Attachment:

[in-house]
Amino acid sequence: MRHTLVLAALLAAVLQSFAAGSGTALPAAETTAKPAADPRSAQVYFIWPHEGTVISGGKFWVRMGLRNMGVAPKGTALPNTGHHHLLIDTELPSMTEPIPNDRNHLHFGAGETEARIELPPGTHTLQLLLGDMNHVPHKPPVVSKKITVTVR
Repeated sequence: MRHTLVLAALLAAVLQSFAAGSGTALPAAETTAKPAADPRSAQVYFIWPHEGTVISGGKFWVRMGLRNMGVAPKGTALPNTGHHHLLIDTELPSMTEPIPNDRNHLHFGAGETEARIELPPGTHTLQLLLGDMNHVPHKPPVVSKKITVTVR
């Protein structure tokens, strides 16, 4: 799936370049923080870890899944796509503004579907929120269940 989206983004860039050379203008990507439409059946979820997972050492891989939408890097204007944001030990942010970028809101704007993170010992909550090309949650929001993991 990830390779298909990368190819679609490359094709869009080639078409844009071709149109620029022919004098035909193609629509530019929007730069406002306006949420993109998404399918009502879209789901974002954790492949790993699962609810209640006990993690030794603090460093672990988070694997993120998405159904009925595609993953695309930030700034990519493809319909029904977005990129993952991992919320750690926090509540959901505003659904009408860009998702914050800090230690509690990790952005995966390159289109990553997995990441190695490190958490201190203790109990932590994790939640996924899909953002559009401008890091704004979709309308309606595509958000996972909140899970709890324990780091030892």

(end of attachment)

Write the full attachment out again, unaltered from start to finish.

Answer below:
[in-house]
Amino acid sequence: MRHTLVLAALLAAVLQSFAAGSGTALPAAETTAKPAADPRSAQVYFIWPHEGTVISGGKFWVRMGLRNMGVAPKGTALPNTGHHHLLIDTELPSMTEPIPNDRNHLHFGAGETEARIELPPGTHTLQLLLGDMNHVPHKPPVVSKKITVTVR
Repeated sequence: MRHTLVLAALLAAVLQSFAAGSGTALPAAETTAKPAADPRSAQVYFIWPHEGTVISGGKFWVRMGLRNMGVAPKGTALPNTGHHHLLIDTELPSMTEPIPNDRNHLHFGAGETEARIELPPGTHTLQLLLGDMNHVPHKPPVVSKKITVTVR
């Protein structure tokens, strides 16, 4: 799936370049923080870890899944796509503004579907929120269940 989206983004860039050379203008990507439409059946979820997972050492891989939408890097204007944001030990942010970028809101704007993170010992909550090309949650929001993991 990830390779298909990368190819679609490359094709869009080639078409844009071709149109620029022919004098035909193609629509530019929007730069406002306006949420993109998404399918009502879209789901974002954790492949790993699962609810209640006990993690030794603090460093672990988070694997993120998405159904009925595609993953695309930030700034990519493809319909029904977005990129993952991992919320750690926090509540959901505003659904009408860009998702914050800090230690509690990790952005995966390159289109990553997995990441190695490190958490201190203790109990932590994790939640996924899909953002559009401008890091704004979709309308309606595509958000996972909140899970709890324990780091030892």